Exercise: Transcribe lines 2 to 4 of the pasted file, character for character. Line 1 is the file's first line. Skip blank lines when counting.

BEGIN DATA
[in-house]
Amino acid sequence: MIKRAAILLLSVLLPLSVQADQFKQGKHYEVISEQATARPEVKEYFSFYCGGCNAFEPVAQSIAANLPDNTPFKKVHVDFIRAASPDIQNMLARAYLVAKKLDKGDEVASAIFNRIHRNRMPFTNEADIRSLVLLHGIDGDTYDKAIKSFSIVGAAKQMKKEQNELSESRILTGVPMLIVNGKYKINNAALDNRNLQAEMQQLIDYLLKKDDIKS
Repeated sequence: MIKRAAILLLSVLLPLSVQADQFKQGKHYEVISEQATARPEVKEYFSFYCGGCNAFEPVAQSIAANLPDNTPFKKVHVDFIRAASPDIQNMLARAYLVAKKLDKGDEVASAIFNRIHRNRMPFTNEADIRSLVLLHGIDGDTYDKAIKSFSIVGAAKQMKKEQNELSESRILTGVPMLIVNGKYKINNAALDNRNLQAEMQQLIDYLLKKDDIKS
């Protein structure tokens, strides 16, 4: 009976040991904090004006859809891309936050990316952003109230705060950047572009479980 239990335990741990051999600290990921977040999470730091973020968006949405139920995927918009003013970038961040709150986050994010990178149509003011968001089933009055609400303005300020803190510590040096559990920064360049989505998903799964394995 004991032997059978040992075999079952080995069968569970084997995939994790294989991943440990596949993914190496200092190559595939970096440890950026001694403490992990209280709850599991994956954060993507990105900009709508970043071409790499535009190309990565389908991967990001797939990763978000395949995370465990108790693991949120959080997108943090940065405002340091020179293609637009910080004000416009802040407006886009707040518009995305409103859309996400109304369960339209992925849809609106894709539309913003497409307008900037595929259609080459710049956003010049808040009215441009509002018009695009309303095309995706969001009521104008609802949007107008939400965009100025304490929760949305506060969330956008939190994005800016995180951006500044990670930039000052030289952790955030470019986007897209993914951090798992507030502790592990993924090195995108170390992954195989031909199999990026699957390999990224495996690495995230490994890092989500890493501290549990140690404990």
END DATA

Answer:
Amino acid sequence: MIKRAAILLLSVLLPLSVQADQFKQGKHYEVISEQATARPEVKEYFSFYCGGCNAFEPVAQSIAANLPDNTPFKKVHVDFIRAASPDIQNMLARAYLVAKKLDKGDEVASAIFNRIHRNRMPFTNEADIRSLVLLHGIDGDTYDKAIKSFSIVGAAKQMKKEQNELSESRILTGVPMLIVNGKYKINNAALDNRNLQAEMQQLIDYLLKKDDIKS
Repeated sequence: MIKRAAILLLSVLLPLSVQADQFKQGKHYEVISEQATARPEVKEYFSFYCGGCNAFEPVAQSIAANLPDNTPFKKVHVDFIRAASPDIQNMLARAYLVAKKLDKGDEVASAIFNRIHRNRMPFTNEADIRSLVLLHGIDGDTYDKAIKSFSIVGAAKQMKKEQNELSESRILTGVPMLIVNGKYKINNAALDNRNLQAEMQQLIDYLLKKDDIKS
């Protein structure tokens, strides 16, 4: 009976040991904090004006859809891309936050990316952003109230705060950047572009479980 239990335990741990051999600290990921977040999470730091973020968006949405139920995927918009003013970038961040709150986050994010990178149509003011968001089933009055609400303005300020803190510590040096559990920064360049989505998903799964394995 004991032997059978040992075999079952080995069968569970084997995939994790294989991943440990596949993914190496200092190559595939970096440890950026001694403490992990209280709850599991994956954060993507990105900009709508970043071409790499535009190309990565389908991967990001797939990763978000395949995370465990108790693991949120959080997108943090940065405002340091020179293609637009910080004000416009802040407006886009707040518009995305409103859309996400109304369960339209992925849809609106894709539309913003497409307008900037595929259609080459710049956003010049808040009215441009509002018009695009309303095309995706969001009521104008609802949007107008939400965009100025304490929760949305506060969330956008939190994005800016995180951006500044990670930039000052030289952790955030470019986007897209993914951090798992507030502790592990993924090195995108170390992954195989031909199999990026699957390999990224495996690495995230490994890092989500890493501290549990140690404990």